Even though John Butcher learned to read but couldn’t write and Charlotte Butcher never learned to read or write, all of their children had at least some schooling. Mary Butcher graduated from the colored high school in 1884. She became a seamstress and lived at home with her parents along with two of her sisters-Agnes, a cook; and Hattie, a seamstress.
A pamphlet entitled “Milestones of Carlisle Schools 1836-1986” was issued for the sesquicentennial of the school district's founding. It includes the following information:
Transcriptions of newspaper articles by Mark W Podvia and Joan McBride. On April 7, 1893, the Evening Sentinel reported that Frederick Douglass was making his first visit to Carlisle when he addressed the students at the Carlisle Indian School. His presence at the school was also subsequently reported in the school's publication, The Indian Helper, on April14, 1893 and April21, 1893.
Interview of Faye Hodge at the Black History Festival in Carlisle, Pennsylvania for the Elizabeth V. and George F. Gardner Digital Library Memory Bank. Hodge discusses racism in Carlisle as well as Segregation in schools, restaurants, and churches. Additionally, the sense of community which has been lost over time with the closing of shops and the lack of activity in the downtown due to less people walking. Hodge mentions in her childhood playing softball and attending dances at a community center.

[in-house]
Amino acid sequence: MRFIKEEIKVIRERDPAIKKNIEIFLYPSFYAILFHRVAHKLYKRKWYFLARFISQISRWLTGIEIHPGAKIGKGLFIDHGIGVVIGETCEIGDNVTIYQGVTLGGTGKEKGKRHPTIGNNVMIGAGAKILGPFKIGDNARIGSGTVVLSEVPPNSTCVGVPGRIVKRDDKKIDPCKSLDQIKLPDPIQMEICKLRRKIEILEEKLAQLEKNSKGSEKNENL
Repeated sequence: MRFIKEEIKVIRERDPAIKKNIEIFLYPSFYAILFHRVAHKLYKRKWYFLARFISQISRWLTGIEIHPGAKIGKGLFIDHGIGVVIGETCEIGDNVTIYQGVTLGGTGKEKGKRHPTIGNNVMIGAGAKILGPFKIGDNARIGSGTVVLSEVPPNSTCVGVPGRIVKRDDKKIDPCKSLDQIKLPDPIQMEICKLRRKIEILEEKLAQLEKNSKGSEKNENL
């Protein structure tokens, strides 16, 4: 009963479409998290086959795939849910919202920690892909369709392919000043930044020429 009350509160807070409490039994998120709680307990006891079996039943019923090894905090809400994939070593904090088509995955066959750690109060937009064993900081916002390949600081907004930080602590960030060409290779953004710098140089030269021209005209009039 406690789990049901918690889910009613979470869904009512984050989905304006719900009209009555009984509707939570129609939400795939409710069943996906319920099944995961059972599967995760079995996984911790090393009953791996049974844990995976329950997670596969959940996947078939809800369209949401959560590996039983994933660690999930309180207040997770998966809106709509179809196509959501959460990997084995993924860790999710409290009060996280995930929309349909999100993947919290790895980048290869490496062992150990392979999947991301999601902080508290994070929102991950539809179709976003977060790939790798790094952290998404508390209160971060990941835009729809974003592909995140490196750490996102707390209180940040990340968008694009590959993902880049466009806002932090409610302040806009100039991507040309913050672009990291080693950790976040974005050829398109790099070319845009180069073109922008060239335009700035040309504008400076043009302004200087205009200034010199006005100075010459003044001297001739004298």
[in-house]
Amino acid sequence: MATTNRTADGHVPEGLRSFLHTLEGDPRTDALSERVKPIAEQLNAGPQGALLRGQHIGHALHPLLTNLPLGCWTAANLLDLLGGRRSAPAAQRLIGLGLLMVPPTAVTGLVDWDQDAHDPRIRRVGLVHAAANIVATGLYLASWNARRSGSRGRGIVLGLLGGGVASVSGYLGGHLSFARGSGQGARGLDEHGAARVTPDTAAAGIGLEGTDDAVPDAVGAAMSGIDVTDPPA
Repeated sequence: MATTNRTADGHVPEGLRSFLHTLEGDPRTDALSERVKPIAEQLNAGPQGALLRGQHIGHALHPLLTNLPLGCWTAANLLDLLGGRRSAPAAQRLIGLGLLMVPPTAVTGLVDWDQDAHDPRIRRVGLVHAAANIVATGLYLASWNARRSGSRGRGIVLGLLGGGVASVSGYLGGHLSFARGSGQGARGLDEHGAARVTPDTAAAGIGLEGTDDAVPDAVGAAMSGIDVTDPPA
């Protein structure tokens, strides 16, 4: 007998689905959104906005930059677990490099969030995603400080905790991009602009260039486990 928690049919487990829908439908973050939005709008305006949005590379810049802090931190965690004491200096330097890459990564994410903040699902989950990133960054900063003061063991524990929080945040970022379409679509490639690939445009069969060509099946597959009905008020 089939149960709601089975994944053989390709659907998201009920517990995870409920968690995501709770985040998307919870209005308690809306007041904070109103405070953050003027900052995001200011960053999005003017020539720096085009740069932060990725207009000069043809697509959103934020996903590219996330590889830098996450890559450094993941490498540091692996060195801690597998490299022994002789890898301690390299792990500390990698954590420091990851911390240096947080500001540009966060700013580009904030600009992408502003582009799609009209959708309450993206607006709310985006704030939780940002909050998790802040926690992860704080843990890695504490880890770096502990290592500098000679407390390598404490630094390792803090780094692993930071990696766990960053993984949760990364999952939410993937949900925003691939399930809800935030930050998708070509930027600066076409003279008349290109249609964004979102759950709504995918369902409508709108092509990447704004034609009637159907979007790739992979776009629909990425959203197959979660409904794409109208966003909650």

Interview of Wanda Hunter for the Elizabeth V. and George F. Gardner Digital Library. Hunter discusses growing up as a Black Woman in Carlisle including the history of the Carlisle School District's segregation and integration policies, and Lincoln Cemetery.
This transcript includes portions of the tape that relate to the migration of African-American families to Cumberland County or the Underground Railroad. Donald Owens stated that he heard many of these stories from his grandmother, who raised him. Other portions of the tape contain his memories of events in the 1930s, visits to his uncle’s farm where he helped with butchering, going to school, and jobs that he had.